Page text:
Have you ever had one of those moments when you realized no one in the world is living a perfect life?
A few days ago, I was confused about whether or not to rent an apartment or to live with my parents. Then I went on to post a question on Quora (as you do in these situations apparently) to see what random strangers thought about my situation. Should I rent an apartment or stay at home?
One lady, in particular, gave me a rather eye-opening answer: She said, “If you stay at home, you’ll have to deal with family drama every day. But if you rent, you’ll also have to work long hours every day to afford the rent. So you’ll just be exchanging one hell for another.“
Would you look at that? Isn’t that just so true about so many situations in life?
I was lucky enough to be able to go to the United States a few months ago, and I know a lot of my fellow Africans would see that as a dream come true. But the weirdest thing happened while I was there: I started hating the place. I hated America (Sorry America).
I know, I know. You’re probably asking, “Why in the world would anyone one hate the Land of the Free?!” Well, that’s because up to that point, I looked at America like a paradise. With all the movies and the Disney shows I had watched, I thought America was the place where everybody lived in perfect happiness.
And when I got there, it turned out, that because the people in America lived such luxurious lives (compared to most Africans that is), many of them don’t understand the idea of struggling through life. So I couldn’t connect with them. Although America is rich and polished, it’s very likely that people like me will feel lonely and homesick when they go there because they will not be able to connect with the Americans that, relatively speaking, were born with silver spoons in their mouths.
I’m used to struggling through daily life. Sometimes the fridge is full of goodies, but sometimes we go weeks having only a loaf of brown bread in there. And that’s not weird that’s just the normal struggle that people go through on my side of the world. I’m used to seeing people hustling through life all around me.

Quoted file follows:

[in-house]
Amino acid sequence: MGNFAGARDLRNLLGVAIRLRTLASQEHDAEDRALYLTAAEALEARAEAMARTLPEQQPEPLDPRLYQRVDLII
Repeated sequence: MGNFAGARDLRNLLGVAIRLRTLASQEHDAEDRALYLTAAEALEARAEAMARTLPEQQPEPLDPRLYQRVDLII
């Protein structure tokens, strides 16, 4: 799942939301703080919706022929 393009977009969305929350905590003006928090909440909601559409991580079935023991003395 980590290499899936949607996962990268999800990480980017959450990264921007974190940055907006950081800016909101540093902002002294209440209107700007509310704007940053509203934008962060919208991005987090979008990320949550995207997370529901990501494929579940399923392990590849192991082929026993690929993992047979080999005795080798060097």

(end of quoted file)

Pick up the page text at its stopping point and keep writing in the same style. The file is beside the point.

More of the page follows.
But in America, people find these struggles strange. They can only pity them, not empathize. They can’t relate to me, and I can’t relate to them. I mean, I once tried to tell this girl I met there about the times my father just couldn’t afford to buy electricity for the house and we had to use candles for light, and she looked at me like, “Huh?”
In Africa, we struggle, but our pain is what brings us closer together. We might not have many luxuries, but we have each other. We have community and togetherness, even though we’re poor.
So when you move from Africa to America, you aren’t moving from hell to heaven, you’re moving from one hell to another.
We always wish to be living other people’s lives. If you’re like me, and you grew up without a biological mother, you might think, “Oh how nice it must be to have your mother with you.” But a lot of people have their mothers and are still not happy because their mothers abuse them or don’t let them do what they want in life.
I remember the was a girl who told me she thought her mother was the devil. So their house was the house of the devil? Hell?
Nobody in the world is living a perfect life. They have their hell and you have yours. I think it’s best to try and turn your own hell into heaven, rather than wishing you lived in someone else’s hell.
Cheers to life!
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